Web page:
# Relativistic treatment of the magnetic force from a current loop

## Main Question or Discussion Point

There are plenty of examples where someone derives the magnetic force from a current carrying wire on a moving charged particle by looking at the frame of the particle and finding that the current has Lorentz contracted in such a way as to produce an electric field in an otherwise neutral wire. They then say that magnetism can be deduced from just electrostatics and SR.

Has anybody ever seen this done for a wire loop? Or for, say, an electron orbiting a nucleus a la crude model for magnetic dipole?

Related Special and General Relativity News on Phys.org
pervect
Staff Emeritus
My understanding, based on some remarks by Jackson in "Classical Electrodynamics" (that I'd have to hunt down to quote exactly), expressed simply (I hope it's not oversimple, but wont guarantee that) is that you can't sensibly assume that the only force between charges is the 1/r^2 coulomb force and get consistent results when you apply the Lorentz transform to transform the forces to a different frame. The details of a formal derivation would involve knowing how forces are "supposed" to transform, which would require a bit of a diversion into 4-vectors and tensor transformation laws and the idea of covariance, which seems to loos a lot of the audience :(.

The magnetic field is one of the simplest ways of "fixing" the coulomb force law (by adding additional force terms) to get a force law that transforms properly via the Lorentz transform.

A more technical way of making what is supposed to be the same point: The lorenz force law F = q(E + vxB) is covariant, the coulomb force law F = q/r^2 is not covariant.

So something has to be added to the electric field to make electromagetism consistint with the Lorentz transform, the simplest thing to add is just what Maxwell's equations add, the magnetic field.

When we derive the magnetic force from a current carrying straight wire, the "straight wire" is actually a small segment of a large loop, isn't it?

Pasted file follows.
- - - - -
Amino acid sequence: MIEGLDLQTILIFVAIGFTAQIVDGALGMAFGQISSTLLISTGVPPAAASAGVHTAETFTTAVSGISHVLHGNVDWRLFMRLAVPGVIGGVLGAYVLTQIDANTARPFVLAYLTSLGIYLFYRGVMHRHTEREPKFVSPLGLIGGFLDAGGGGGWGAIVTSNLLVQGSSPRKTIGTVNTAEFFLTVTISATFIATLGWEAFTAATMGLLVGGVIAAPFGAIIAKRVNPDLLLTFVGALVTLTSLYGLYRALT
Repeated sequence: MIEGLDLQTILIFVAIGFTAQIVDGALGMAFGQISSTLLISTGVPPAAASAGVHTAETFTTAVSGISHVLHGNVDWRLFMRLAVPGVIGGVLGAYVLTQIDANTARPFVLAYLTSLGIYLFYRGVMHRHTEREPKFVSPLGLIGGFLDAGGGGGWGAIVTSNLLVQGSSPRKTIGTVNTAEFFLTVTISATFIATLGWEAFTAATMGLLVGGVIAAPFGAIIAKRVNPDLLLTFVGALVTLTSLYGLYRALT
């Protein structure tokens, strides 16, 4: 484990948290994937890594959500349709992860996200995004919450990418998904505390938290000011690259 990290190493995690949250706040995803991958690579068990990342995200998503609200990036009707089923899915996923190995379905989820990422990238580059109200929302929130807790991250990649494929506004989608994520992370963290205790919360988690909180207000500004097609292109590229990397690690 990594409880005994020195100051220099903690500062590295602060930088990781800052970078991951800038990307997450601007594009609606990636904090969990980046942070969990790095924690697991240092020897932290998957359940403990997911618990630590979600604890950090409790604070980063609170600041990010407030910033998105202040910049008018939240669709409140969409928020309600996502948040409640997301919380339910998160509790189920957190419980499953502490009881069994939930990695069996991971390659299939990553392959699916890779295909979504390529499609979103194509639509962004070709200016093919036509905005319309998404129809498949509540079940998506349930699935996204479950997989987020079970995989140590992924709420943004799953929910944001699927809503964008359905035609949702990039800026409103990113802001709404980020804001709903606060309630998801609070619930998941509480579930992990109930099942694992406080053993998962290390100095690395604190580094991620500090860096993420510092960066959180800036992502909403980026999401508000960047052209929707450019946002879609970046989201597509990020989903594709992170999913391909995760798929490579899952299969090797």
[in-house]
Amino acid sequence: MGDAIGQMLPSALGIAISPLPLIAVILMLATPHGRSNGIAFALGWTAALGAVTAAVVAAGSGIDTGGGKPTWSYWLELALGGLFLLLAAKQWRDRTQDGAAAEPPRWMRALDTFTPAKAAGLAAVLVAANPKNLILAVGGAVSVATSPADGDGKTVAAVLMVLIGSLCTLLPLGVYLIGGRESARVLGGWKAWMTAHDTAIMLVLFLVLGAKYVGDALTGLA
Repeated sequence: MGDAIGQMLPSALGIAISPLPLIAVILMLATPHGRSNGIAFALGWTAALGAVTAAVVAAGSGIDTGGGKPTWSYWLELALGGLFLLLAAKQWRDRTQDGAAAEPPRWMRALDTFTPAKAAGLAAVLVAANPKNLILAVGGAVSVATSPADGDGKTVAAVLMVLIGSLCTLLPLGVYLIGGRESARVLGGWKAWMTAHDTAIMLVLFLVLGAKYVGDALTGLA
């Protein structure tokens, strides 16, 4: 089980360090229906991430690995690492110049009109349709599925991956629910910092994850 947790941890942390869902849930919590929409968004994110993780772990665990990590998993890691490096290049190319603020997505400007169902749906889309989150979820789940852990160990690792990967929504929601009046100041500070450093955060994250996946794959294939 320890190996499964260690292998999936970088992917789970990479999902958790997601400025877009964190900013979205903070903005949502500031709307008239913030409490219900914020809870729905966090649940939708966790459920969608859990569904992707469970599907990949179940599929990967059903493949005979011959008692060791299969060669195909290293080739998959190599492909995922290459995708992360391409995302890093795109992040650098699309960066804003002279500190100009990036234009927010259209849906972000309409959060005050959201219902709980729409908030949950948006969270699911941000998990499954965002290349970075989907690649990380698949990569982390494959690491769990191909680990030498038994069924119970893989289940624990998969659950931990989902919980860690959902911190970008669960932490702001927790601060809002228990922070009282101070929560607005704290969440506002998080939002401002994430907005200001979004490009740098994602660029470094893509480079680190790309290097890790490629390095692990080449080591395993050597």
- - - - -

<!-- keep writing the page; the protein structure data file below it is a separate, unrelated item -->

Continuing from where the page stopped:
bcrowell
Staff Emeritus
Gold Member
Thanks for that bcrowell, that was a useful thread.

This is what I came up with: I bent a uniform linear charge density in a circle such that each charge is experiencing uniform circular motion. Two, actually, a positive one going clockwise, and a negative one going counter clockwise. Thus, the total current is 2 λ v in the CW direction.

Then, I wanted to represent this relativistically, so I built a four vector for both charge densities. Normally, they would be represented by Jα, but since these are linear charge densities, I use Iα:

$$I_{+}^{\alpha}=\lambda^{+}\left(c,-v\sin\phi,v\cos\phi,0\right)$$ and $$I_{-}^{\alpha}=-\lambda^{+}\left(c,v\sin\phi,-v\cos\phi,0\right)$$ which can be combined to find $$I_{tot}^{\alpha}=I_{+}^{\alpha}+I_{-}^{\alpha}= 2\lambda^+ v\left(0,-\sin\phi, \cos \phi,0\right)$$.

Near the center of the loop, close to the axis, the magnetic field is given by ##B=\frac{\mu_0 I}{2r}## with ##I=2\lambda^{+}v##. The zero in the first term of the four-vector shows that there is no net charge density, and thus no electric field anywhere.

What does this loop look like when boosted in the +x-direction (to the right in the figure) at speed ##u##? Simply perform the Lorentz transform ##L^{\alpha}_{\beta}I^{\beta}_{tot}## to obtain

$$I_{tot}^{' \alpha}=2\lambda^{+}v(\beta_{u}\gamma_{u}\sin\phi,\gamma_{u}\sin\phi, v\cos\phi,0)$$.

Looking at this carefully, we identify ##\lambda^{'}=\frac{I^{'0}_{tot}}{c}=\frac{2\lambda u v \gamma_u}{c^2}\sin\phi##. The ##\sin\phi## makes it so there is a varying amount of charge density that increases to a maximum at the bottom and top of the loop.

Any comments would be appreciated, but as this was ages ago I expect most people have moved on.